PORT ANGELES — Pretty soon, downtown will have the blues.
But no, this is not another story about vacant storefronts and wintertime.
It is about a guy who moved here from Port Townsend with a determinedly upbeat attitude — and a lot of contacts in the world of rhythm and blues.
Mark Cole, former owner of the Upstage Theatre and Restaurant of downtown Port Townsend, is busy booking blues acts at Studio Bob, the art gallery-event space in Port Angeles, the city where he’s now a homeowner.
First up is Coco Montoya, the blues-rock-soul guitar slinger, Albert Collins protege and former member of John Mayall’s Bluesbreakers.
Soon after gigs at San Francisco’s Biscuits & Blues club and Seattle’s Triple Door, Montoya will come to Studio Bob on Saturday, Feb. 6.
The artist is one of many who played the Upstage during its heyday of hosting blues, rock and jazz acts from around the world.
But the venue closed in June 2013 following Cole’s dispute with landlord Dave Peterson over building repairs, and Cole booked some concerts at other Port Townsend halls. Then he decided to start anew in the neighboring county.
“I could have moved anywhere. But I really like Port Angeles. There’s a lot of cool stuff going on,” said Cole, 64.
Besides the downtown scene, he observes, there’s Olympic National Park and the ferry to and from Victoria. And the lack of traffic is major.
“It takes no time to get anywhere. I absolutely love it,” said Cole, who, before moving to the North Olympic Peninsula, spent years working in the wine industry in Los Angeles County.
Having hosted live music for a decade and a half at the Upstage, Cole means to add to Port Angeles’ cool stuff. He continues to use the Upstage name for his events, and to follow Montoya, he has singers Janiva Magness and Curtis Salgado, Chet Atkins protege Richard Smith and bluesman Jimmy Thackery on his list for Studio Bob.
“The fact is, people are coming through. They’re contacting me,” Cole said of the artists.
The same goes for Dan Maguire, executive director of the Juan de Fuca Foundation for the Arts.
Maguire brought “living room concerts” — ranging from bluegrass to rock’n’roll — to Studio Bob throughout last year. He plans to keep it up, with bluesmen David Jacobs-Strain and Bob Beach booked there the night of April 15.
Studio Bob owner Bob Stokes is likewise looking forward to a new era.
He opened his space, upstairs at 118 1/2 E. Front St., about 10 years ago, and has since hosted innumerable art exhibitions, drawing and painting parties, concerts, fundraisers and variety shows.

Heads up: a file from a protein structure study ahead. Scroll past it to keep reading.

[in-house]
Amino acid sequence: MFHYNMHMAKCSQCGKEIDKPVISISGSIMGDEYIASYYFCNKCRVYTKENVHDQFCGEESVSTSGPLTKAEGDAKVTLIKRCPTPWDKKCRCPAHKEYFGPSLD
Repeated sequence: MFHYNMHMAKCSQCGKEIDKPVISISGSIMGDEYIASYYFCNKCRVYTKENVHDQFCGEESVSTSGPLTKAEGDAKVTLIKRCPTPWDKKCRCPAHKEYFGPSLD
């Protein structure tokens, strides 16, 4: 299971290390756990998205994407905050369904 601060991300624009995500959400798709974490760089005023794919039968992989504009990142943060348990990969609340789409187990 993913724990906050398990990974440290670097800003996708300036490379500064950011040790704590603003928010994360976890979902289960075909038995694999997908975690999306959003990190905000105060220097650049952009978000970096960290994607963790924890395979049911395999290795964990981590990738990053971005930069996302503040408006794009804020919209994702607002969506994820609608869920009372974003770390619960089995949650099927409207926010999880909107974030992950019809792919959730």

Stokes and his partner Cindy Elstrom also run The Loom, a lounge adjacent to the concert stage-dance floor-gallery. But they hope to turn it over to a new owner, and concentrate on the art space.
“We don’t want to be bartenders,” Stokes said.
“We’re hoping somebody will step up to the plate” and take on The Loom, which is the venue for, among other events, Drink and Draw art parties every Thursday at 7 p.m.
Stokes has found another downtown businessman to take over part of his upstairs space.
After 15 years on Laurel Street, Ernst-Ulrich Schafer has just moved Ernst Fine Art Photography into the northern portion, formerly called the Art Up Front gallery. His portrait studio and photo gallery now has a commanding view of downtown.
Schafer will host an open house there at 3 p.m. Saturday, Feb. 6 — the afternoon preceding Coco Montoya’s arrival.
At the same time, Stokes emphasizes that he will continue presenting art shows, replete with opening parties on the second Saturday of every month.
“I started Studio Bob to promote art in the community,” said Stokes, 67. For years, into and out of the Great Recession, he and fellow artists including Sarah Tucker and Jeanette Painter have hosted performances and exhibitions.
“I am not letting go of that,” Stokes said, adding that it has gotten easier to book the second-Saturday art shows. There was a time when he had to cast around for them; now, he said, artists from around the region call him.
Studio Bob also continues to be a go-to venue for fundraisers such as the Northwest Raptor and Wildlife Center of Sequim’s “100 Feet to Freedom” benefit March 19. Event proceeds will go toward moving a 100-foot eagle enclosure from Yakima to Port Townsend, where both the Raptor Center and Discovery Bay Wild Bird Rescue will use it for eagle rehabilitation.
It’ll be a classic Studio Bob party with bands — Pufnstuff, Bread and Gravy, the Crocs and Rogues’ End — and live painting by local artists.
Art and music enliven the whole community, Stokes, Maguire and Cole agree. Yet as Cole began to put down roots here — he purchased his Port Angeles house last summer — he found a dichotomy.
When asked what Port Townsenders said about his move, Cole replied: “The worst put-downs on Port Angeles come from Port Angeles people.” Which doesn’t match his experience so far.
“You have a symphony, you have auditoriums. You’ve got really great things here.”